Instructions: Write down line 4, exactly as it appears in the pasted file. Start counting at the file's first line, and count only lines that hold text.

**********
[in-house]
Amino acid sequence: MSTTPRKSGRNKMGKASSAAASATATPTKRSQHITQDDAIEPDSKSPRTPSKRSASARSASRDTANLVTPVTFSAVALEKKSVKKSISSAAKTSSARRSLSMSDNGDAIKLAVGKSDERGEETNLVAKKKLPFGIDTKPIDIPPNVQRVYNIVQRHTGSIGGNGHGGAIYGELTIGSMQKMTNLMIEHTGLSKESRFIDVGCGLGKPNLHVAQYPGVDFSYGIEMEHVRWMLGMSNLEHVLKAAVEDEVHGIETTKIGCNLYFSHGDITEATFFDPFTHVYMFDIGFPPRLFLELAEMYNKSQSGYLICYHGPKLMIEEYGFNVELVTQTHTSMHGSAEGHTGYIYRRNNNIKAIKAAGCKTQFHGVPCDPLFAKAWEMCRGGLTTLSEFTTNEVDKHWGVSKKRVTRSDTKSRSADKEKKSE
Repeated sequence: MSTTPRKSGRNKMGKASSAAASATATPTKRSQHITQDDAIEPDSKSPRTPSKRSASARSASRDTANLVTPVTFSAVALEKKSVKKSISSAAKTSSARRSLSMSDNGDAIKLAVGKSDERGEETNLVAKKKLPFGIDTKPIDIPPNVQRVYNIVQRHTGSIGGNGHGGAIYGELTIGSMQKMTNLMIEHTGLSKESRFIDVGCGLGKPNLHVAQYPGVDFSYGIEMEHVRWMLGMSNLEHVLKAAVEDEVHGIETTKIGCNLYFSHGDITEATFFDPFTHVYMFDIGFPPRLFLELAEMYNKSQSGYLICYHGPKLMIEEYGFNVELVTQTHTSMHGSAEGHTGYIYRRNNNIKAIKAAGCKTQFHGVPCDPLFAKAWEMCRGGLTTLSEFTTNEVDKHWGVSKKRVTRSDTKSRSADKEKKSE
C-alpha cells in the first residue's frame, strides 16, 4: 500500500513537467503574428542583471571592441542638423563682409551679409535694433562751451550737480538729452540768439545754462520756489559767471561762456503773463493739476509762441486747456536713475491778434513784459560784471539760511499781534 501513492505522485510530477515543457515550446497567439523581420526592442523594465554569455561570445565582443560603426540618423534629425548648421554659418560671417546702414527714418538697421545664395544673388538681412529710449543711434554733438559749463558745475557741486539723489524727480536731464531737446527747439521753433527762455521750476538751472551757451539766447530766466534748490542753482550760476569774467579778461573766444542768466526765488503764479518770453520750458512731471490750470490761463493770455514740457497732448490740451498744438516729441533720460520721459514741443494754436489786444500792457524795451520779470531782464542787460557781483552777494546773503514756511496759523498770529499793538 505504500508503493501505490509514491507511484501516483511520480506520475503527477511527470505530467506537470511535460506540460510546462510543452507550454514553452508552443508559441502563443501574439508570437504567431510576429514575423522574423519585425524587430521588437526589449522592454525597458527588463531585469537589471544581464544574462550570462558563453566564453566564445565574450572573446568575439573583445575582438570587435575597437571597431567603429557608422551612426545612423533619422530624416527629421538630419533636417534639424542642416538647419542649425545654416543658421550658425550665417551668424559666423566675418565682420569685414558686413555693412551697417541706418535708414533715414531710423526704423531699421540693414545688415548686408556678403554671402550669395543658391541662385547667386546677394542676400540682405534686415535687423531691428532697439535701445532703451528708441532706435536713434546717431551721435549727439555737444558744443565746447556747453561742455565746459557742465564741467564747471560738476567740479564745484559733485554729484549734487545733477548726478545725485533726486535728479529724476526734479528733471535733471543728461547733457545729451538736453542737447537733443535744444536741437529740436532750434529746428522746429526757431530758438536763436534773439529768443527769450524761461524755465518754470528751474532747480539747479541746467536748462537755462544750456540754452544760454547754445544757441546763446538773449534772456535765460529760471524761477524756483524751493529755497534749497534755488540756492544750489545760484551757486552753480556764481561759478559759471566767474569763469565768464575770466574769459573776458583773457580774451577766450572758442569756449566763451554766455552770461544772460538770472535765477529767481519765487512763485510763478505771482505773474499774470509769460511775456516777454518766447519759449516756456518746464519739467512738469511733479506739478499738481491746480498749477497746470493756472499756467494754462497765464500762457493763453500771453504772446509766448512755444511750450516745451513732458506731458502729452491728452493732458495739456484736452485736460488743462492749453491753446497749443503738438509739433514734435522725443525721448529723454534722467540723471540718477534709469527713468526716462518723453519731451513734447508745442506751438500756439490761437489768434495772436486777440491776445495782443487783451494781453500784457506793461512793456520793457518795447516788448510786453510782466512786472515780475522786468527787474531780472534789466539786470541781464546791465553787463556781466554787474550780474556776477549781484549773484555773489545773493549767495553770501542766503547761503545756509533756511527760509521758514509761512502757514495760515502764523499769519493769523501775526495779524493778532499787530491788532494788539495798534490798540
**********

C-alpha cells in the first residue's frame, strides 16, 4: 500500500513537467503574428542583471571592441542638423563682409551679409535694433562751451550737480538729452540768439545754462520756489559767471561762456503773463493739476509762441486747456536713475491778434513784459560784471539760511499781534 501513492505522485510530477515543457515550446497567439523581420526592442523594465554569455561570445565582443560603426540618423534629425548648421554659418560671417546702414527714418538697421545664395544673388538681412529710449543711434554733438559749463558745475557741486539723489524727480536731464531737446527747439521753433527762455521750476538751472551757451539766447530766466534748490542753482550760476569774467579778461573766444542768466526765488503764479518770453520750458512731471490750470490761463493770455514740457497732448490740451498744438516729441533720460520721459514741443494754436489786444500792457524795451520779470531782464542787460557781483552777494546773503514756511496759523498770529499793538 505504500508503493501505490509514491507511484501516483511520480506520475503527477511527470505530467506537470511535460506540460510546462510543452507550454514553452508552443508559441502563443501574439508570437504567431510576429514575423522574423519585425524587430521588437526589449522592454525597458527588463531585469537589471544581464544574462550570462558563453566564453566564445565574450572573446568575439573583445575582438570587435575597437571597431567603429557608422551612426545612423533619422530624416527629421538630419533636417534639424542642416538647419542649425545654416543658421550658425550665417551668424559666423566675418565682420569685414558686413555693412551697417541706418535708414533715414531710423526704423531699421540693414545688415548686408556678403554671402550669395543658391541662385547667386546677394542676400540682405534686415535687423531691428532697439535701445532703451528708441532706435536713434546717431551721435549727439555737444558744443565746447556747453561742455565746459557742465564741467564747471560738476567740479564745484559733485554729484549734487545733477548726478545725485533726486535728479529724476526734479528733471535733471543728461547733457545729451538736453542737447537733443535744444536741437529740436532750434529746428522746429526757431530758438536763436534773439529768443527769450524761461524755465518754470528751474532747480539747479541746467536748462537755462544750456540754452544760454547754445544757441546763446538773449534772456535765460529760471524761477524756483524751493529755497534749497534755488540756492544750489545760484551757486552753480556764481561759478559759471566767474569763469565768464575770466574769459573776458583773457580774451577766450572758442569756449566763451554766455552770461544772460538770472535765477529767481519765487512763485510763478505771482505773474499774470509769460511775456516777454518766447519759449516756456518746464519739467512738469511733479506739478499738481491746480498749477497746470493756472499756467494754462497765464500762457493763453500771453504772446509766448512755444511750450516745451513732458506731458502729452491728452493732458495739456484736452485736460488743462492749453491753446497749443503738438509739433514734435522725443525721448529723454534722467540723471540718477534709469527713468526716462518723453519731451513734447508745442506751438500756439490761437489768434495772436486777440491776445495782443487783451494781453500784457506793461512793456520793457518795447516788448510786453510782466512786472515780475522786468527787474531780472534789466539786470541781464546791465553787463556781466554787474550780474556776477549781484549773484555773489545773493549767495553770501542766503547761503545756509533756511527760509521758514509761512502757514495760515502764523499769519493769523501775526495779524493778532499787530491788532494788539495798534490798540